Retro Games Dealer Convicted Of Selling $100,000 In Fake Merchandise
Gaming is a costly hobby. It’s quite expensive when you add up all the money we spend on consoles, new games, and second-hand titles.
You’re likely spending more if you’re also into retrogaming. Retro gaming is a lucrative business. However, there are more fakes than ever. A retro gaming dealer was recently accused of selling fake vintage merchandise worth $100,000. Yikes.
Enrico Ricciardi, an active member in the retro gaming community, was recently removed from the Big Box PC Game Collector’s Group following several claims that he had scammed them. This merchandise is mostly related to the Ultima series and Akalabeth, World of Doom.
As reported, the victims created a public document that outlines the irregularities they all noticed, including irregularities in labels, fonts, and logos. Ricciardi’s customer noticed small dots-like patterns in his instruction book. These are the same ones that can be found on scanned documents. Another victim of the scam reported that the floppy disk label was too long and covered parts of the disk which are not normally displayed.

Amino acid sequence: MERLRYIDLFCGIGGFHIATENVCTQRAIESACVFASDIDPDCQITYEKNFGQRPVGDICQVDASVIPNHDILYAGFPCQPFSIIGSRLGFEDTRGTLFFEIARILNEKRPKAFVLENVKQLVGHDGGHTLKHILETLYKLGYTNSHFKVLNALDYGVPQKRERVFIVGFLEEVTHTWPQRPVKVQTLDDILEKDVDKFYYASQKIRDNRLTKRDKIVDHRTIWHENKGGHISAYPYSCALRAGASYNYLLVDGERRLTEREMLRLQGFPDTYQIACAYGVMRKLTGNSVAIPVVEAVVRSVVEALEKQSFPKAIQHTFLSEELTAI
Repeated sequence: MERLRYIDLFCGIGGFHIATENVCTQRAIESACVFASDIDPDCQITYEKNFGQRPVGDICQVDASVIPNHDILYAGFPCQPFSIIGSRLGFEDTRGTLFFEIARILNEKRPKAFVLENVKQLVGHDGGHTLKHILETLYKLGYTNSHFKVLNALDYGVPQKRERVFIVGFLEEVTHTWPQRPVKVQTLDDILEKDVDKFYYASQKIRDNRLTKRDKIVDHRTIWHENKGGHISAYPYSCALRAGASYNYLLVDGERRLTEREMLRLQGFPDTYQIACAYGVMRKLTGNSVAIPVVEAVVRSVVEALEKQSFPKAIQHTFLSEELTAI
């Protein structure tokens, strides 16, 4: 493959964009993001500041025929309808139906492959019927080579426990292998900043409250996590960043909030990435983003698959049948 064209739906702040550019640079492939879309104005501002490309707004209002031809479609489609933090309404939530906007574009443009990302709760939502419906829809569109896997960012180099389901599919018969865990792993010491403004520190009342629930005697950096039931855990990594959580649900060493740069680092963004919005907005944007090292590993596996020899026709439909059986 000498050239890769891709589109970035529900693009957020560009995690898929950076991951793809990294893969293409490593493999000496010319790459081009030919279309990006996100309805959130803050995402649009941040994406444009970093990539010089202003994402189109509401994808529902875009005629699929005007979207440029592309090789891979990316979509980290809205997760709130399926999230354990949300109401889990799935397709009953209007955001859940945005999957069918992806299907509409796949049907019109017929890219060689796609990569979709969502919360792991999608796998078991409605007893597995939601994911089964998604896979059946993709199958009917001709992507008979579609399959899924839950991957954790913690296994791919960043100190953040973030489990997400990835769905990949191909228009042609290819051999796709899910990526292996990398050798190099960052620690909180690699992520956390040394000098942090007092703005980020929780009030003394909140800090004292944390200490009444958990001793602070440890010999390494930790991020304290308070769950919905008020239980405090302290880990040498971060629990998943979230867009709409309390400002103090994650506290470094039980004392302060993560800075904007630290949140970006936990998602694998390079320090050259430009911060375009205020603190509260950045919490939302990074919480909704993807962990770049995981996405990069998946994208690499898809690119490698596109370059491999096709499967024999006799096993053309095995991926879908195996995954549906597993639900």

Twitter user Dominus_Exult was one of Ricciardi’s ex-customers. He also included a photo of counterfeit merchandise that he had purchased over the years and wrote “This used to form the center of my collection.” Rare and costly old games. It turns out that I was scammed and sold forgeries along with other members of the retro and Ultima games community.”
One key piece of evidence is the fact that many of Ricciardi’s games are actually blanks. This has been going unnoticed for several years. According to the affected collectors, the goal of obtaining these games is not to use them but to collect them […]. Testing a 40-year-old disk can cause damage to it. Some collectors don’t have access to the original computers that ran these games.
The group claims that WATA, an expert grading agency, may have been fooled by a black-box copy of Ultima1. Ricciardi has yet to comment on the allegations. No legal proceedings are currently underway. According to the group, “The individuals concerned are choosing the best course of action for themselves and don’t wish to share this information publicly.”